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First known academic paper about Sleeveface emerges – in Brazil

When I’ve finished doing some serious Sleeveface I like to cuddle up to a proper academic paper with some hardcore theorising about (say) cultural theory, music, one or more persons doing media and so on. YEAH.

Paul McCartneySo you can imagine the academically-flavoured cocktail jamboree which took off in my household when I discovered Sleeveface.com: re-significações do vinil na cibercultura, a paper written in Portuguese by Simone Pereira de Sá of the Universidade Federal Fluminense in Brazil. VIVA!

What’s more she’s clearly done her homework as she references some of my favourite people like Marshall McLuhan, Claude Lévi-Strauss and Diana Ross. And of course David Bowie. TOGETHER AT LAST!

I’m still pondering the ramifications of Simone’s work here. The Portuguese language is not among my core competencies (yet) so feel free to enlighten me if you are any the smarter. At the moment I have to make do with a crummy qualitat machine translation into English or Welsh.

Check out the paper Sleeveface.com: re-significações do vinil na cibercultura.

You can also follow Simone Pereira de Sá on Twitter.

Brazil sends a lot of traffic to this website and I also get stacks of astounding Sleeveface pics from Brazilian Sleeveface enthusiasts. It is a very strong place for Sleeveface. If you want to know why, it’s probably the same reason that righteous rhythm mestre Gilberto Gil once became culture minister in the government. The country is just straight up cool. Big up Brazil.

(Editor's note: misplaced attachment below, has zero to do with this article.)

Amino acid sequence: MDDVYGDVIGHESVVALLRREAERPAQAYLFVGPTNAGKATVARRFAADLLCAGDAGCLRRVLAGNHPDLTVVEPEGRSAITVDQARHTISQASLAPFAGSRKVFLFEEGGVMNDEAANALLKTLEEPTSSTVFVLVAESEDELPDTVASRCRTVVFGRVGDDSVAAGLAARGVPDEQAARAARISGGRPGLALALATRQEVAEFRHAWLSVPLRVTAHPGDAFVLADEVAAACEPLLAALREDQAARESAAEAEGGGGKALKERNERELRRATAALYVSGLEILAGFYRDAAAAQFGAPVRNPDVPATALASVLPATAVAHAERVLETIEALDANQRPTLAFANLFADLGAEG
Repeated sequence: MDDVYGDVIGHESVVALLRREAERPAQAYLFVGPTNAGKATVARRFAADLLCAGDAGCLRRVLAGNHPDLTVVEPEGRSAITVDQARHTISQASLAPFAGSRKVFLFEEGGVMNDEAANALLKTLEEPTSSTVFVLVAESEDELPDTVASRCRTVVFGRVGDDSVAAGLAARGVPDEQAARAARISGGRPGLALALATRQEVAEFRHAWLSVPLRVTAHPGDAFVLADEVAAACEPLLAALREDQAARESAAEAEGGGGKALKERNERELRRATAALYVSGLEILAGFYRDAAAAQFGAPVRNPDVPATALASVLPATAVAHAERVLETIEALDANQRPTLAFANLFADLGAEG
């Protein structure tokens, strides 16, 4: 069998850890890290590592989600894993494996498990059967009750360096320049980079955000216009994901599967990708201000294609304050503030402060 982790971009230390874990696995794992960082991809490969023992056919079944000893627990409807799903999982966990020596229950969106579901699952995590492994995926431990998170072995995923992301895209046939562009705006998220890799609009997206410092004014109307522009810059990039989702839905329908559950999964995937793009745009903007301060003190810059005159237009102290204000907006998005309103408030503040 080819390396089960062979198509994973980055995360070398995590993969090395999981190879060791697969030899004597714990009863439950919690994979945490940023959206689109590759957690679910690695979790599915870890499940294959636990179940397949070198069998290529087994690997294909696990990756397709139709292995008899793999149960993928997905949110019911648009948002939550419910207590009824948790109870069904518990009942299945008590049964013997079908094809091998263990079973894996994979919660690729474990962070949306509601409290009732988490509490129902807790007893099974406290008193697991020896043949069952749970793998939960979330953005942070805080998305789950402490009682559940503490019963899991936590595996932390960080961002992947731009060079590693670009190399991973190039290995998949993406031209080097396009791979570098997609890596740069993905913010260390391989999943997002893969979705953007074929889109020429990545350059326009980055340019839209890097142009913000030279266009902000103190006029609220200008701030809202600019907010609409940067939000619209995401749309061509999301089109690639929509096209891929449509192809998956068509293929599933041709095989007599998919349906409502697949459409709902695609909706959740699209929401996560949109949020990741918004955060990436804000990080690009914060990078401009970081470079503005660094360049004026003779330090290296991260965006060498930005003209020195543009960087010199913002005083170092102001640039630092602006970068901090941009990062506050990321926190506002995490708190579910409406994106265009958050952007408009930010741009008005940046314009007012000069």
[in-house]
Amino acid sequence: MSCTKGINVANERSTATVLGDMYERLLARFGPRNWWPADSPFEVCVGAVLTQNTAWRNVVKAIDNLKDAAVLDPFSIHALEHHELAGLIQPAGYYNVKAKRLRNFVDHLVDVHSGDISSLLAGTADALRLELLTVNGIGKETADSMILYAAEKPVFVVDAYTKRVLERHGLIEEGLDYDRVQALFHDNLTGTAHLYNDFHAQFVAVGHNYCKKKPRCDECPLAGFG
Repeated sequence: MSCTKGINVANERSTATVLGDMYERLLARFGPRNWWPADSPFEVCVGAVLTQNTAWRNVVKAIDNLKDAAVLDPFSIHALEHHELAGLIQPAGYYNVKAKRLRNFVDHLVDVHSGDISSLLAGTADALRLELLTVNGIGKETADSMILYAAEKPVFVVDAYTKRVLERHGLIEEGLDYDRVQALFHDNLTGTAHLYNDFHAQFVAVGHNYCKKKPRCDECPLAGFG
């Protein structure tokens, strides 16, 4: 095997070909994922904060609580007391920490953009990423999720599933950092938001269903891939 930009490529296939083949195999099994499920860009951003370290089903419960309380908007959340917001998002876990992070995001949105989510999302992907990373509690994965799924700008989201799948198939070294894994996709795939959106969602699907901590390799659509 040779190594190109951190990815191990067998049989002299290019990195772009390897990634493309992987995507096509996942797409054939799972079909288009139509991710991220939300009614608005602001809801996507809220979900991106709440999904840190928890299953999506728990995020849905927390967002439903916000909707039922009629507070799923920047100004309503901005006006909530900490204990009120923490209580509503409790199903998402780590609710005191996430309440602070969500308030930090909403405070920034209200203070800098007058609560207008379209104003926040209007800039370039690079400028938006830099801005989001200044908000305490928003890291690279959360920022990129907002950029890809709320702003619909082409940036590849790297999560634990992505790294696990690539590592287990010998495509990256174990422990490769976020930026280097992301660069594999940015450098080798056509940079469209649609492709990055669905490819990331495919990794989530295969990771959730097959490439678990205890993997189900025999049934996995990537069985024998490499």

Image credit: Iain Peebles / Ewan Jones-Morris / Carl Morris

4 Responses to “First known academic paper about Sleeveface emerges – in Brazil”

  1. […] i gofnod ar Sleeveface.com gyda’r manylion eraill. Rhaid i bob cofnod ar Sleeveface.com cael llun o Sleeveface. Mae e’n rheol. Tro yma, wnes i […]

  2. That’s awesome; well done.

  3. Hey, I read Simone’s paper after passing by your site.

    I really enjoyed the discussion. Made me wonder whether people like doing it. Well,it’s hip and cool, ok, it creates interesting illusions, ok, but especially it’s a way for ordinary people to take part of what was, in a moment in time, an object of certain cult, of idolatry.

    What I mean is: to take what was once worshiped and make sort of fun of it can be really exciting.

    So I guess.

  4. Flora, glad you liked the paper – I did too. Sleeveface is fun homage, we still revere the artists of course!

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